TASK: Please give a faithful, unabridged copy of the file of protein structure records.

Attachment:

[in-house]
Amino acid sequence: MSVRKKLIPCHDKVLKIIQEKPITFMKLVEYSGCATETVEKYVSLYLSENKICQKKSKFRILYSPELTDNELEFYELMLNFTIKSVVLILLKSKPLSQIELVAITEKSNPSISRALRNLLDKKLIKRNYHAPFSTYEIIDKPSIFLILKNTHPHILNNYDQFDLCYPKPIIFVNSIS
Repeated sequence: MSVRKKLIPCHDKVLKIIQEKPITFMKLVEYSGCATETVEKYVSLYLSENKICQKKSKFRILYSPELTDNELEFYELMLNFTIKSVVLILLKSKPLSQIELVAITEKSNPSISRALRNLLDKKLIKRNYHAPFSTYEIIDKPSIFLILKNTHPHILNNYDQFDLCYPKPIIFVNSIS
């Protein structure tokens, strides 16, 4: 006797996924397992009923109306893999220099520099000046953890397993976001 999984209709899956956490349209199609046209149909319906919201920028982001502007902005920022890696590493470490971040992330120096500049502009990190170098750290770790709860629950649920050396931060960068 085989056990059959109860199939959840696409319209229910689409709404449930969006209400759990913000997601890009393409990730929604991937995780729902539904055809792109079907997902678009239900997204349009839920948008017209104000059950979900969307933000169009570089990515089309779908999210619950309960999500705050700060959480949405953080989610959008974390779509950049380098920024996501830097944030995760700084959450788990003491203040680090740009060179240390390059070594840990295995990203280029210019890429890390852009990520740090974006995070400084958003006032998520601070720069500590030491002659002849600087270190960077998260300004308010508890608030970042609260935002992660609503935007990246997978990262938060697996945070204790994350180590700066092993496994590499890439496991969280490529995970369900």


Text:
[in-house]
Amino acid sequence: MSVRKKLIPCHDKVLKIIQEKPITFMKLVEYSGCATETVEKYVSLYLSENKICQKKSKFRILYSPELTDNELEFYELMLNFTIKSVVLILLKSKPLSQIELVAITEKSNPSISRALRNLLDKKLIKRNYHAPFSTYEIIDKPSIFLILKNTHPHILNNYDQFDLCYPKPIIFVNSIS
Repeated sequence: MSVRKKLIPCHDKVLKIIQEKPITFMKLVEYSGCATETVEKYVSLYLSENKICQKKSKFRILYSPELTDNELEFYELMLNFTIKSVVLILLKSKPLSQIELVAITEKSNPSISRALRNLLDKKLIKRNYHAPFSTYEIIDKPSIFLILKNTHPHILNNYDQFDLCYPKPIIFVNSIS
């Protein structure tokens, strides 16, 4: 006797996924397992009923109306893999220099520099000046953890397993976001 999984209709899956956490349209199609046209149909319906919201920028982001502007902005920022890696590493470490971040992330120096500049502009990190170098750290770790709860629950649920050396931060960068 085989056990059959109860199939959840696409319209229910689409709404449930969006209400759990913000997601890009393409990730929604991937995780729902539904055809792109079907997902678009239900997204349009839920948008017209104000059950979900969307933000169009570089990515089309779908999210619950309960999500705050700060959480949405953080989610959008974390779509950049380098920024996501830097944030995760700084959450788990003491203040680090740009060179240390390059070594840990295995990203280029210019890429890390852009990520740090974006995070400084958003006032998520601070720069500590030491002659002849600087270190960077998260300004308010508890608030970042609260935002992660609503935007990246997978990262938060697996945070204790994350180590700066092993496994590499890439496991969280490529995970369900």